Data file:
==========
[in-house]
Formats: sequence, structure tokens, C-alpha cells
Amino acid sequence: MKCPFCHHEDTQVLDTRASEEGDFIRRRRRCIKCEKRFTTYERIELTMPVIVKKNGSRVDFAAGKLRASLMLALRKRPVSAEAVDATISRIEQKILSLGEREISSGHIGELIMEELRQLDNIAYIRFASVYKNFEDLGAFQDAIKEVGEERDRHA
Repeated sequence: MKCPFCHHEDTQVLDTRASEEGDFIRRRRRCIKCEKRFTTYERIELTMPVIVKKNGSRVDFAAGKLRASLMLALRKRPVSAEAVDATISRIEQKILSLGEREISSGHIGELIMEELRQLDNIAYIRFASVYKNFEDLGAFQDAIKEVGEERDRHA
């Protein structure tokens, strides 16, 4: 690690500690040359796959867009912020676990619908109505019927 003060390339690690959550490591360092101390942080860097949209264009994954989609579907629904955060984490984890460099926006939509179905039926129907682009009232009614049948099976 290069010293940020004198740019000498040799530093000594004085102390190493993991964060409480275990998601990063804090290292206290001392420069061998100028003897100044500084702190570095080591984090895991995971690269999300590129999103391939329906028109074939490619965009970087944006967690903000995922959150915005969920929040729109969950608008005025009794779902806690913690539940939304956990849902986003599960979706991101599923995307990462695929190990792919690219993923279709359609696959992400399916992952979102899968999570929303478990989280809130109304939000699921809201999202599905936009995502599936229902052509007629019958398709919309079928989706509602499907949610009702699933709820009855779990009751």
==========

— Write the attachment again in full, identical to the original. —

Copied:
[in-house]
Formats: sequence, structure tokens, C-alpha cells
Amino acid sequence: MKCPFCHHEDTQVLDTRASEEGDFIRRRRRCIKCEKRFTTYERIELTMPVIVKKNGSRVDFAAGKLRASLMLALRKRPVSAEAVDATISRIEQKILSLGEREISSGHIGELIMEELRQLDNIAYIRFASVYKNFEDLGAFQDAIKEVGEERDRHA
Repeated sequence: MKCPFCHHEDTQVLDTRASEEGDFIRRRRRCIKCEKRFTTYERIELTMPVIVKKNGSRVDFAAGKLRASLMLALRKRPVSAEAVDATISRIEQKILSLGEREISSGHIGELIMEELRQLDNIAYIRFASVYKNFEDLGAFQDAIKEVGEERDRHA
């Protein structure tokens, strides 16, 4: 690690500690040359796959867009912020676990619908109505019927 003060390339690690959550490591360092101390942080860097949209264009994954989609579907629904955060984490984890460099926006939509179905039926129907682009009232009614049948099976 290069010293940020004198740019000498040799530093000594004085102390190493993991964060409480275990998601990063804090290292206290001392420069061998100028003897100044500084702190570095080591984090895991995971690269999300590129999103391939329906028109074939490619965009970087944006967690903000995922959150915005969920929040729109969950608008005025009794779902806690913690539940939304956990849902986003599960979706991101599923995307990462695929190990792919690219993923279709359609696959992400399916992952979102899968999570929303478990989280809130109304939000699921809201999202599905936009995502599936229902052509007629019958398709919309079928989706509602499907949610009702699933709820009855779990009751």